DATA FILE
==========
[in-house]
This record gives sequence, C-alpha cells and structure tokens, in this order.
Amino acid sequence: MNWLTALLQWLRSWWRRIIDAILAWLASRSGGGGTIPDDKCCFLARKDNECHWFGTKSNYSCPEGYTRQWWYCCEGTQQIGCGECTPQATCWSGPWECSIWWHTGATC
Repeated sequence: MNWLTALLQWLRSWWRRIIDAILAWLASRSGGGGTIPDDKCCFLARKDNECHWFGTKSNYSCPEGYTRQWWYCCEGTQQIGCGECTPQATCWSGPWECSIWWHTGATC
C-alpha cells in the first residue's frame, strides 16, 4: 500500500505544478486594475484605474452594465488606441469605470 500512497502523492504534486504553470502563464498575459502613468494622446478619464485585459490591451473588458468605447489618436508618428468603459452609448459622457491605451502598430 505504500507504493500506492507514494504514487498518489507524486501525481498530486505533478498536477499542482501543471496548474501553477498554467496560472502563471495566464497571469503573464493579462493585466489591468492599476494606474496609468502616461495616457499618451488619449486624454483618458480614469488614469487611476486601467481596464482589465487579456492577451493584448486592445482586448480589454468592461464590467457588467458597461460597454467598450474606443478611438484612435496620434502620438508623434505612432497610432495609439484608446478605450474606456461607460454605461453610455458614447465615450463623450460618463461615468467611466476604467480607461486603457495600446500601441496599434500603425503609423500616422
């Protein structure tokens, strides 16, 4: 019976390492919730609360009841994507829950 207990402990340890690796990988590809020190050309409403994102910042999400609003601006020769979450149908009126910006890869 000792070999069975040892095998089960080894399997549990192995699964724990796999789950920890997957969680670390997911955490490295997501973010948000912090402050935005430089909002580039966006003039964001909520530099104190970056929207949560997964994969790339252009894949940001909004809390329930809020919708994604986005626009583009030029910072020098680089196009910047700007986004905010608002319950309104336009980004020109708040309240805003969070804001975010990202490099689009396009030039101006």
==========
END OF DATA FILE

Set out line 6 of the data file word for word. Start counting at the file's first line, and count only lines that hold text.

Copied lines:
């Protein structure tokens, strides 16, 4: 019976390492919730609360009841994507829950 207990402990340890690796990988590809020190050309409403994102910042999400609003601006020769979450149908009126910006890869 000792070999069975040892095998089960080894399997549990192995699964724990796999789950920890997957969680670390997911955490490295997501973010948000912090402050935005430089909002580039966006003039964001909520530099104190970056929207949560997964994969790339252009894949940001909004809390329930809020919708994604986005626009583009030029910072020098680089196009910047700007986004905010608002319950309104336009980004020109708040309240805003969070804001975010990202490099689009396009030039101006």